- What does the Duke reveal about himself?
- What didn’t the Duke like about the personality of his last duchess?
- Who killed the Duchess?
- What is the duke in the midst of planning?
- Who is the narrator in My Last Duchess?
- How did the last duchess die?
- Is the Duke a reliable narrator?
- What flaw does the Duke identify in his last duchess?
- What is the main message in My Last Duchess?
- Why did the Duke kill his last duchess?
- Who is most likely the speaker of the poem My Last Duchess?
- Why does the Duke most likely point out his statue of Neptune taming a sea horse to his visitor lines 54 55?
- What does the reader learn about the Duke through his description of the Duchess?
- How is the Duke portrayed in My Last Duchess?
- What does the Duke say about dowry?
- What does all smiles stopped in line 46 imply?
- What bothered the Duke about the Duchess’s smile?
- How does Browning further develop the character of the Duke in lines 34 43?
What does the Duke reveal about himself?
The Duke reveals himself to be an emotionally cold, calculating, materialistic, haughty, aristocratic connoisseur; on the positive side, he is a patron of such artists as Fra Pandolf and Claus of Innsbruck (both fictional)..
What didn’t the Duke like about the personality of his last duchess?
Ans- The Duke was dissatisfied with his last Duchess because he thought that she was not completed focused on him and was flirting with other people. The Duchess would smile at other people but the Duke wanted complete control and was jealous when the Duchess was friendly towards other people.
Who killed the Duchess?
Bosola imprisons the Duchess and her two younger children. In prison, a furious Ferdinand tricks the Duchess into believing that Antonio and her eldest son are both dead. Bosola pleads for her life, but the Duchess and her two children are strangled.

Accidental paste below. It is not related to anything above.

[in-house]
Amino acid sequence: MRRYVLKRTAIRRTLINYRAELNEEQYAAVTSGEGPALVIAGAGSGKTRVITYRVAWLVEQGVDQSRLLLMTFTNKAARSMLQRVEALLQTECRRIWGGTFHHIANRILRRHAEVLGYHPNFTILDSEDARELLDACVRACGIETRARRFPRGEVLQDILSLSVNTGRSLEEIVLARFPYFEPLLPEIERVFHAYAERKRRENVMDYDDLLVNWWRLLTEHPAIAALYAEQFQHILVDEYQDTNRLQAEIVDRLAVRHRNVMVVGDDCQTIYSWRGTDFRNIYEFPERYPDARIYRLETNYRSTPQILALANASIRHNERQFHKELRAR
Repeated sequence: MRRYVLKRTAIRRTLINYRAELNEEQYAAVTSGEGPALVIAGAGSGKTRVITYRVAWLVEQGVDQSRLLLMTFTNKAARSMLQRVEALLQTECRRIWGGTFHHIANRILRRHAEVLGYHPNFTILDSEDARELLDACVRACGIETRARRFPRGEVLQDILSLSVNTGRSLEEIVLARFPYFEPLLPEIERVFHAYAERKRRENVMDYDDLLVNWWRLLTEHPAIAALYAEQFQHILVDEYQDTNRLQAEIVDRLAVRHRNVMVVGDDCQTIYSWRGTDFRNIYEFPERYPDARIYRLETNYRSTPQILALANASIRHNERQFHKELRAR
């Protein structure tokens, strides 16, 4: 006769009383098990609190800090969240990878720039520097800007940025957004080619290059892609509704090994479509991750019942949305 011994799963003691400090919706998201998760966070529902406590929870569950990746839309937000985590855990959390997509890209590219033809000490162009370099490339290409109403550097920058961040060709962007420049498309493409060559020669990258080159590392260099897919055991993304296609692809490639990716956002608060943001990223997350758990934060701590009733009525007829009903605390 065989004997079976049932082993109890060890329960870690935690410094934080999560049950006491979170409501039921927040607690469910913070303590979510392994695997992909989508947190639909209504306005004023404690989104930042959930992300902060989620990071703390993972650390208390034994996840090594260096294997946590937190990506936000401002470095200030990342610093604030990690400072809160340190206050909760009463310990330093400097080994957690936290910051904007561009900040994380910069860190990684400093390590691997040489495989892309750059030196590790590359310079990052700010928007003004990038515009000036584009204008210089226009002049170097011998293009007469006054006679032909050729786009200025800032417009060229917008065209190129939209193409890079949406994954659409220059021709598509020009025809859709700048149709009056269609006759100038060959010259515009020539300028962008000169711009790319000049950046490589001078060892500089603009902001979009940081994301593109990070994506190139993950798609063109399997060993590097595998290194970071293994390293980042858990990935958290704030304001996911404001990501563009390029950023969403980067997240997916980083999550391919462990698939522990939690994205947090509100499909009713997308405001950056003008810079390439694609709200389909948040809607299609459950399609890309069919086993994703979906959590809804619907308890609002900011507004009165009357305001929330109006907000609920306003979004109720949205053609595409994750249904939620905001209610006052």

What is the duke in the midst of planning?
What is the Duke in the midst of planning? Browning draws the poem to a terrifying conclusion: some unlucky daughter of a Count will be the Duke’s next Duchess.
Who is the narrator in My Last Duchess?
The poem’s narrator is the duke of Ferrara, who comments dispassionately on the portrait of his late wife hanging on the wall, remarking on the duchess’s innocence and character.
How did the last duchess die?
It isn’t explicitly spelled out, but we can reasonably infer that the duchess was killed on the orders of her husband. As he explains to the Count’s emissary in chilling, matter-of-fact language, he gave commands, and then all the Duchess’s smiles stopped.
Is the Duke a reliable narrator?
The Duke is not a reliable narrator. Anger and jealousy, which are reflected in exclamations such as “Sir, ’twas all one!” (line 25), influence his view of the Duchess. The Duke’s descriptions of the Duchess, like his claim that “her looks went everywhere” (line 24), are not what they at first appear to be.
What flaw does the Duke identify in his last duchess?
Using abundant detail, Browning leads the reader to conclude that the Duke found fault with his former wife because she did not reserve her attentions for him, his rank, and his power.